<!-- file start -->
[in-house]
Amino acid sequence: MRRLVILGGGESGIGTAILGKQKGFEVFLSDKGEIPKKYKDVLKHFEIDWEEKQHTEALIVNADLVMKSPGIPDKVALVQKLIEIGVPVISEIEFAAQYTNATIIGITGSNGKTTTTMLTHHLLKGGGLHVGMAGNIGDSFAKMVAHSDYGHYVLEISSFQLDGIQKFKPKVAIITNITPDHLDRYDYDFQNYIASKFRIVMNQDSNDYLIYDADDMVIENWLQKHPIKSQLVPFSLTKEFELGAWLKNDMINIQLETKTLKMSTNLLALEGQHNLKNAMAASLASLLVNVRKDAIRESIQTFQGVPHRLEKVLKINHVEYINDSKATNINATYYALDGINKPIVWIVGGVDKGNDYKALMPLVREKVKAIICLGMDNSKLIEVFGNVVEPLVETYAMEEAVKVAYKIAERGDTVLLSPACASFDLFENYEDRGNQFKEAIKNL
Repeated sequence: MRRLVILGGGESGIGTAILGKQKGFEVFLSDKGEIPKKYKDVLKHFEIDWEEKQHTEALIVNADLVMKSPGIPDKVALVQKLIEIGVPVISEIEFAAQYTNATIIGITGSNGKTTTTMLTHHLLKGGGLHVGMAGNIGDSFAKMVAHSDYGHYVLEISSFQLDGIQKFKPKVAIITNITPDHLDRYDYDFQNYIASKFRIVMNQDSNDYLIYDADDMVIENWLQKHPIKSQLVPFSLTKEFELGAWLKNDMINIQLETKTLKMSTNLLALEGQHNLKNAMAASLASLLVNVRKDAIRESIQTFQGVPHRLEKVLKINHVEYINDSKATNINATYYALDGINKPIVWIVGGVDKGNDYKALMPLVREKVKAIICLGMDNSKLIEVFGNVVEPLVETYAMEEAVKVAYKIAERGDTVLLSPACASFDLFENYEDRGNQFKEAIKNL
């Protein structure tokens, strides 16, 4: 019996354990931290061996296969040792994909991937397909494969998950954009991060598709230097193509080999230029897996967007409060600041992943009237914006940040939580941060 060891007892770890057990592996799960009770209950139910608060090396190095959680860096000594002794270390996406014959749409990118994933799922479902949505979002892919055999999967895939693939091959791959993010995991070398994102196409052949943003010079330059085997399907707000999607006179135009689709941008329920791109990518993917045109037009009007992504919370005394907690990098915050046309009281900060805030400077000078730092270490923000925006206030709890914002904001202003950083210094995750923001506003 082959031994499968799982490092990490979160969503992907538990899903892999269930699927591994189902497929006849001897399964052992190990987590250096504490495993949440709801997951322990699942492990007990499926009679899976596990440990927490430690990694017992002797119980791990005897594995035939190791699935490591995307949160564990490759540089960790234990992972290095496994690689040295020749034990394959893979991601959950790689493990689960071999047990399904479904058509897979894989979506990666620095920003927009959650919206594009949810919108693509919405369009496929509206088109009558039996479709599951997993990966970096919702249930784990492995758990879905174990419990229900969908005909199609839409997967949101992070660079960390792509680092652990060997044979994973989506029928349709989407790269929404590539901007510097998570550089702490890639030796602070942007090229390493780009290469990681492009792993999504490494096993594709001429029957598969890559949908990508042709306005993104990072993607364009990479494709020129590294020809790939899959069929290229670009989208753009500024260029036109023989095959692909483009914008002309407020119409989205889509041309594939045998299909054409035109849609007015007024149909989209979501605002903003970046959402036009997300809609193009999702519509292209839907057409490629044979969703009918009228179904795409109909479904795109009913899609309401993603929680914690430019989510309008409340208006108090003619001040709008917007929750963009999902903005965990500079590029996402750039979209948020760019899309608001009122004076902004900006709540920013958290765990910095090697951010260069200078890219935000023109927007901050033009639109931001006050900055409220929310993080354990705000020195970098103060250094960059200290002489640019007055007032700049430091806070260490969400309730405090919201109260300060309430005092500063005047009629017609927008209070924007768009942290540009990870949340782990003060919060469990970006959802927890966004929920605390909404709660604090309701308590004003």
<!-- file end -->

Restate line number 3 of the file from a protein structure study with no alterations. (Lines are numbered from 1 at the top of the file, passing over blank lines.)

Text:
Repeated sequence: MRRLVILGGGESGIGTAILGKQKGFEVFLSDKGEIPKKYKDVLKHFEIDWEEKQHTEALIVNADLVMKSPGIPDKVALVQKLIEIGVPVISEIEFAAQYTNATIIGITGSNGKTTTTMLTHHLLKGGGLHVGMAGNIGDSFAKMVAHSDYGHYVLEISSFQLDGIQKFKPKVAIITNITPDHLDRYDYDFQNYIASKFRIVMNQDSNDYLIYDADDMVIENWLQKHPIKSQLVPFSLTKEFELGAWLKNDMINIQLETKTLKMSTNLLALEGQHNLKNAMAASLASLLVNVRKDAIRESIQTFQGVPHRLEKVLKINHVEYINDSKATNINATYYALDGINKPIVWIVGGVDKGNDYKALMPLVREKVKAIICLGMDNSKLIEVFGNVVEPLVETYAMEEAVKVAYKIAERGDTVLLSPACASFDLFENYEDRGNQFKEAIKNL